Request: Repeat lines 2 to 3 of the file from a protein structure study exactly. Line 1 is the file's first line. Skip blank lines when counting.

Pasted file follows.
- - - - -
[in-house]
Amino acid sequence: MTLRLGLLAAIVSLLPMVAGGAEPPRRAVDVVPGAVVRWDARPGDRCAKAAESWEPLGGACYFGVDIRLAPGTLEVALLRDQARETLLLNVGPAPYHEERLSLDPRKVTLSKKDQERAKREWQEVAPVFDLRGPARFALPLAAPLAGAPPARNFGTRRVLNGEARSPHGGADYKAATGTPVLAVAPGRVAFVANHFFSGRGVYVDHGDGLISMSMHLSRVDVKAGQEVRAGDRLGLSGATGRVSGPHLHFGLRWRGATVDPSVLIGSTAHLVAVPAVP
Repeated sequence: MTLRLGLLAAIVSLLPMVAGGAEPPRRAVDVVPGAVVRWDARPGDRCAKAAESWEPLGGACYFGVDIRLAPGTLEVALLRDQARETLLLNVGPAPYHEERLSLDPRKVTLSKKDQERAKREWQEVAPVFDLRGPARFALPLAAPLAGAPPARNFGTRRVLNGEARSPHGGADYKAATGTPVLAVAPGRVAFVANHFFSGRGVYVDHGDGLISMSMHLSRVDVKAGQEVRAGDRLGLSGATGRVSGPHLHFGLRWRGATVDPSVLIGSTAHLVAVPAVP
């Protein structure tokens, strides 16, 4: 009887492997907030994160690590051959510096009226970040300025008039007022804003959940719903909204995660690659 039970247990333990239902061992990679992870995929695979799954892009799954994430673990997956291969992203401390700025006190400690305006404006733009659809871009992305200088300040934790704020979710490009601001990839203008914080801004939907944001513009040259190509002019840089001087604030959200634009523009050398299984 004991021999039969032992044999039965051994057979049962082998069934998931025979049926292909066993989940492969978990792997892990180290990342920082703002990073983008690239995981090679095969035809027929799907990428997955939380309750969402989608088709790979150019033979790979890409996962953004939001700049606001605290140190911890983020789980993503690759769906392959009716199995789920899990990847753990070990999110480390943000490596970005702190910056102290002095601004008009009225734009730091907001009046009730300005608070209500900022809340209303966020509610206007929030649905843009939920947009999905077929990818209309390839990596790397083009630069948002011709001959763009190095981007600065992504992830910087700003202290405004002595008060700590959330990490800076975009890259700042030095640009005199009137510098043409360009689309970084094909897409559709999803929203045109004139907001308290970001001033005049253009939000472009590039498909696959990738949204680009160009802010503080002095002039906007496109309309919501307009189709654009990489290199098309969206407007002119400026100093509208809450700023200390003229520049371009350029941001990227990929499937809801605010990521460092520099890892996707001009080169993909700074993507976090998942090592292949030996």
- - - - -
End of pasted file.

Amino acid sequence: MTLRLGLLAAIVSLLPMVAGGAEPPRRAVDVVPGAVVRWDARPGDRCAKAAESWEPLGGACYFGVDIRLAPGTLEVALLRDQARETLLLNVGPAPYHEERLSLDPRKVTLSKKDQERAKREWQEVAPVFDLRGPARFALPLAAPLAGAPPARNFGTRRVLNGEARSPHGGADYKAATGTPVLAVAPGRVAFVANHFFSGRGVYVDHGDGLISMSMHLSRVDVKAGQEVRAGDRLGLSGATGRVSGPHLHFGLRWRGATVDPSVLIGSTAHLVAVPAVP
Repeated sequence: MTLRLGLLAAIVSLLPMVAGGAEPPRRAVDVVPGAVVRWDARPGDRCAKAAESWEPLGGACYFGVDIRLAPGTLEVALLRDQARETLLLNVGPAPYHEERLSLDPRKVTLSKKDQERAKREWQEVAPVFDLRGPARFALPLAAPLAGAPPARNFGTRRVLNGEARSPHGGADYKAATGTPVLAVAPGRVAFVANHFFSGRGVYVDHGDGLISMSMHLSRVDVKAGQEVRAGDRLGLSGATGRVSGPHLHFGLRWRGATVDPSVLIGSTAHLVAVPAVP